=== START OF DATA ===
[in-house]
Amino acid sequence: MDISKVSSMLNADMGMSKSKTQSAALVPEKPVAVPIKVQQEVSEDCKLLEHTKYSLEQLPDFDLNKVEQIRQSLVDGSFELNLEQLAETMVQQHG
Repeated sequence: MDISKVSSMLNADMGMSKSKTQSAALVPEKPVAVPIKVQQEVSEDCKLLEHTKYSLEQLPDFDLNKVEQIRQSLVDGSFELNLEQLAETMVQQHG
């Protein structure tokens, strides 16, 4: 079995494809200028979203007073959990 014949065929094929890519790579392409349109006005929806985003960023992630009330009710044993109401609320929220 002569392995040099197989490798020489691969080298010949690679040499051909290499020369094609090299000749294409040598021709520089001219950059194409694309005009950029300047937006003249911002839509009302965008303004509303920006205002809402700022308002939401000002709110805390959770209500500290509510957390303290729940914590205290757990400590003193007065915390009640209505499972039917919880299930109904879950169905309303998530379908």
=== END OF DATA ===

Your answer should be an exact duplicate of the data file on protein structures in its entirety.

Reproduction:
[in-house]
Amino acid sequence: MDISKVSSMLNADMGMSKSKTQSAALVPEKPVAVPIKVQQEVSEDCKLLEHTKYSLEQLPDFDLNKVEQIRQSLVDGSFELNLEQLAETMVQQHG
Repeated sequence: MDISKVSSMLNADMGMSKSKTQSAALVPEKPVAVPIKVQQEVSEDCKLLEHTKYSLEQLPDFDLNKVEQIRQSLVDGSFELNLEQLAETMVQQHG
């Protein structure tokens, strides 16, 4: 079995494809200028979203007073959990 014949065929094929890519790579392409349109006005929806985003960023992630009330009710044993109401609320929220 002569392995040099197989490798020489691969080298010949690679040499051909290499020369094609090299000749294409040598021709520089001219950059194409694309005009950029300047937006003249911002839509009302965008303004509303920006205002809402700022308002939401000002709110805390959770209500500290509510957390303290729940914590205290757990400590003193007065915390009640209505499972039917919880299930109904879950169905309303998530379908």